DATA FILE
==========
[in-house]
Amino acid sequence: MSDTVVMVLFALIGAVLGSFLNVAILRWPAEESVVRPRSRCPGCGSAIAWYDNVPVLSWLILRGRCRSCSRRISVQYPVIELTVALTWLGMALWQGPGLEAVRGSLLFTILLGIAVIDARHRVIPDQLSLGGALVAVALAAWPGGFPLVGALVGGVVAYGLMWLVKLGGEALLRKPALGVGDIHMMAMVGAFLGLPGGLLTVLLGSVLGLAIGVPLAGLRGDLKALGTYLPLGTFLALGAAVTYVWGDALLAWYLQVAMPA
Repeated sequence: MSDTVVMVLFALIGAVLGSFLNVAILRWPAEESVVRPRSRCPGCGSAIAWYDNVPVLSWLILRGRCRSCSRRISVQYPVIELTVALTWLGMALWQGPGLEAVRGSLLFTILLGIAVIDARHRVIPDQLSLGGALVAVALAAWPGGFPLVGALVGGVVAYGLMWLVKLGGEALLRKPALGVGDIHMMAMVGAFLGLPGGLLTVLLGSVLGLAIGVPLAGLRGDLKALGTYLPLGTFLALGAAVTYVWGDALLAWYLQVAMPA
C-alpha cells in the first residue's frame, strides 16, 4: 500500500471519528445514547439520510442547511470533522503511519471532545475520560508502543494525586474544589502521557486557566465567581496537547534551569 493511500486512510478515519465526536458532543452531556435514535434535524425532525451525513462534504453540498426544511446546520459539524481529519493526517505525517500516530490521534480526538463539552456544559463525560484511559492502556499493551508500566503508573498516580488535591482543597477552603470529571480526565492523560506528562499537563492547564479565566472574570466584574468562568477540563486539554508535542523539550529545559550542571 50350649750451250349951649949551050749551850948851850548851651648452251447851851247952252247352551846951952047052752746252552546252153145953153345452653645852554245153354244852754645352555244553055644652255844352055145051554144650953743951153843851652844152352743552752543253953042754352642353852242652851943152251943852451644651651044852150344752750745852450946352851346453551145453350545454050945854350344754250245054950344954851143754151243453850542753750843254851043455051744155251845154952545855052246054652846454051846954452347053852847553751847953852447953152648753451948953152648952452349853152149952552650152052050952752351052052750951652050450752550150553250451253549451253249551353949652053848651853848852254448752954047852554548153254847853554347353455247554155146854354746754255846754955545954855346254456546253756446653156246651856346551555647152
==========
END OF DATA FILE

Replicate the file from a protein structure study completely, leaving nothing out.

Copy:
[in-house]
Amino acid sequence: MSDTVVMVLFALIGAVLGSFLNVAILRWPAEESVVRPRSRCPGCGSAIAWYDNVPVLSWLILRGRCRSCSRRISVQYPVIELTVALTWLGMALWQGPGLEAVRGSLLFTILLGIAVIDARHRVIPDQLSLGGALVAVALAAWPGGFPLVGALVGGVVAYGLMWLVKLGGEALLRKPALGVGDIHMMAMVGAFLGLPGGLLTVLLGSVLGLAIGVPLAGLRGDLKALGTYLPLGTFLALGAAVTYVWGDALLAWYLQVAMPA
Repeated sequence: MSDTVVMVLFALIGAVLGSFLNVAILRWPAEESVVRPRSRCPGCGSAIAWYDNVPVLSWLILRGRCRSCSRRISVQYPVIELTVALTWLGMALWQGPGLEAVRGSLLFTILLGIAVIDARHRVIPDQLSLGGALVAVALAAWPGGFPLVGALVGGVVAYGLMWLVKLGGEALLRKPALGVGDIHMMAMVGAFLGLPGGLLTVLLGSVLGLAIGVPLAGLRGDLKALGTYLPLGTFLALGAAVTYVWGDALLAWYLQVAMPA
C-alpha cells in the first residue's frame, strides 16, 4: 500500500471519528445514547439520510442547511470533522503511519471532545475520560508502543494525586474544589502521557486557566465567581496537547534551569 493511500486512510478515519465526536458532543452531556435514535434535524425532525451525513462534504453540498426544511446546520459539524481529519493526517505525517500516530490521534480526538463539552456544559463525560484511559492502556499493551508500566503508573498516580488535591482543597477552603470529571480526565492523560506528562499537563492547564479565566472574570466584574468562568477540563486539554508535542523539550529545559550542571 50350649750451250349951649949551050749551850948851850548851651648452251447851851247952252247352551846951952047052752746252552546252153145953153345452653645852554245153354244852754645352555244553055644652255844352055145051554144650953743951153843851652844152352743552752543253953042754352642353852242652851943152251943852451644651651044852150344752750745852450946352851346453551145453350545454050945854350344754250245054950344954851143754151243453850542753750843254851043455051744155251845154952545855052246054652846454051846954452347053852847553751847953852447953152648753451948953152648952452349853152149952552650152052050952752351052052750951652050450752550150553250451253549451253249551353949652053848651853848852254448752954047852554548153254847853554347353455247554155146854354746754255846754955545954855346254456546253756446653156246651856346551555647152